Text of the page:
Mark February 9, 2016, on your calendar. That’s when the FTC’s Start with Security roadshow moves to Seattle and you’ll want to be there.
For online retailers, Cyber Monday can set the stage for a gleeful gift-giving season. Here are five tips to help make your “presents” known to holiday shoppers.
We don’t expect to win over fantasy sports fans, but if you’re a stats geek (and we’re proud to say we are), the FTC just published a resource that will keep you occupied for hours – and helps shape our approach to Do Not Call policy and enforcement.
Law enforcement, education, technology, crowd-sourcing. The FTC fights the battle against illegal telemarketing on every possible front – and here’s the latest development. After considering public comments, the FTC just amended the Telemarketing Sales Rule (TSR) to protect consumers by prying four tools out of the hands of fraudsters.
Opiate addiction is a national epidemic, but the public health crisis is only half the story. It also exacts a devastating toll on opiate-dependent individuals and their families. The FTC just filed a lawsuit against a company that claims its “opiate withdrawal supplement” provides “powerful relief” for people withdrawing from prescription medication and even heroin.
Interested business people are making tracks to the FTC’s workshop today on cross-device tracking. Can’t make it to Washington? Then watch the webcast.
Whether it was turn-of-the-century conman George C. Parker or Peaches O’Day, Mae West’s character in the movie “Every Day’s a Holiday,” the annals of consumer protection are filled with stories of people attempting to sell the Brooklyn Bridge or other things they don’t own. Announced as part of Operation Collection Protection, a lawsuit filed by the FTC and the New York Attorney General alleges a variation on that theme.
One way America offers a well-deserved thanks to veterans is through educational benefits. The FTC, the Department of Veterans Affairs – and taxpayers, of course – share an interest in ensuring that the people who protect us are protected from misleading practices in the marketing of educational services. But what happens when “Support Our Troops” turns into "Thwart Our Troops" in their effort to get accurate information about educational opportunities?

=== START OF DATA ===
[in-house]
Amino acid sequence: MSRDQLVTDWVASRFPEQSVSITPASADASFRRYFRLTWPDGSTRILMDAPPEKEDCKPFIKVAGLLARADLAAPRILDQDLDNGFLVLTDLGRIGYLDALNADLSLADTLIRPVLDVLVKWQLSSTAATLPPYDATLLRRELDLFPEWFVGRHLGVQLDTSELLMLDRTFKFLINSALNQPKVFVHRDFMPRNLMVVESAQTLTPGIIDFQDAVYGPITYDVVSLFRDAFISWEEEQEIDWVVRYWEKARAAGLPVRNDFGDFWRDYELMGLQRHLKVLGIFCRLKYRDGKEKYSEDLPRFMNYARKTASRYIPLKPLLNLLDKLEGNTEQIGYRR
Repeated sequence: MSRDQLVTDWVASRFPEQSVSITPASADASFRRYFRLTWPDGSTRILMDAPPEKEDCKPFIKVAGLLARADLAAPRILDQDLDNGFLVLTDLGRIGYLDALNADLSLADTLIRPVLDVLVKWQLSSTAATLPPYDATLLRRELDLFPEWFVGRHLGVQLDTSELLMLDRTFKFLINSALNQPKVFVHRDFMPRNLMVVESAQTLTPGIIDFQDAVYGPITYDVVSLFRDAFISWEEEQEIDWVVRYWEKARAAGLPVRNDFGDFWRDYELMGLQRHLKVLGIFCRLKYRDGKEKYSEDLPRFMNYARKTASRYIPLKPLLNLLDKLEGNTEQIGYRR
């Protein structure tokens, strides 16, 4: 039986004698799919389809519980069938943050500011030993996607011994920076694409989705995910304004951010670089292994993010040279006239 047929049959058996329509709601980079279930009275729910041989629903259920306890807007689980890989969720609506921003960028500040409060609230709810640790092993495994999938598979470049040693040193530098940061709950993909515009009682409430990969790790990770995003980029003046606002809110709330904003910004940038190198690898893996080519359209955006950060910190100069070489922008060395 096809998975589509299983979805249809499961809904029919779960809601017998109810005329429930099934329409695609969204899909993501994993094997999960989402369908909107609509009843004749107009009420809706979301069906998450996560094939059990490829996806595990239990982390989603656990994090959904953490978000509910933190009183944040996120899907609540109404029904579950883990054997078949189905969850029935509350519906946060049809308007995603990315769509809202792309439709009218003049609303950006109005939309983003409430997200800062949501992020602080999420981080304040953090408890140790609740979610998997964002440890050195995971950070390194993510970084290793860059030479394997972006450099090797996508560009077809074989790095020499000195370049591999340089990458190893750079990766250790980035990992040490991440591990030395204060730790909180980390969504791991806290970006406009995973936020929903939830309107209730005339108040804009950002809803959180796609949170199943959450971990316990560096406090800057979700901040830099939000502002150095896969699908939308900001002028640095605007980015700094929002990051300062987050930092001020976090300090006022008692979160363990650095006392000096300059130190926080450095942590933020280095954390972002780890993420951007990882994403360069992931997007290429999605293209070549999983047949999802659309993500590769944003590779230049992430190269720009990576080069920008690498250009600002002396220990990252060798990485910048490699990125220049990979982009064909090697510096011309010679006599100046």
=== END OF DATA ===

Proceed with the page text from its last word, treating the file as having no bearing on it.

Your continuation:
Georgia’s on our mind – and if you have clients in the debt collection industry, it should be on yours, too. That’s because the FTC’s third Debt Collection Dialogue is set for Wednesday, November 18, 2015, in Atlanta. The FTC is hosting the event with the Office of the Georgia AG and Attorney General Sam Olens will set the stage with opening remarks at 1:00 PM.
Most practitioners are familiar with the work of the FTC’s two primary law enforcement bureaus. The role of the third bureau – the Bureau of Economics – may be less familiar to readers of this blog, but it’s just as essential to the agency’s mission. How do the Bureau of Consumer Protection and the Bureau of Economics work together? We posed that question to BE Director Francine Lafontaine and BCP Director Jessica Rich.
If there were a Debt Collection Decathlon – and we’re glad there isn’t – National Check Registry would have been a contender. According to the FTC and New York AG, the Buffalo-based debt collector “excelled” in a number of events: the Bogus Lawsuit Vault, the Disclosure of Debt Dash, and the Unauthorized Fee High Jump, to name just a few.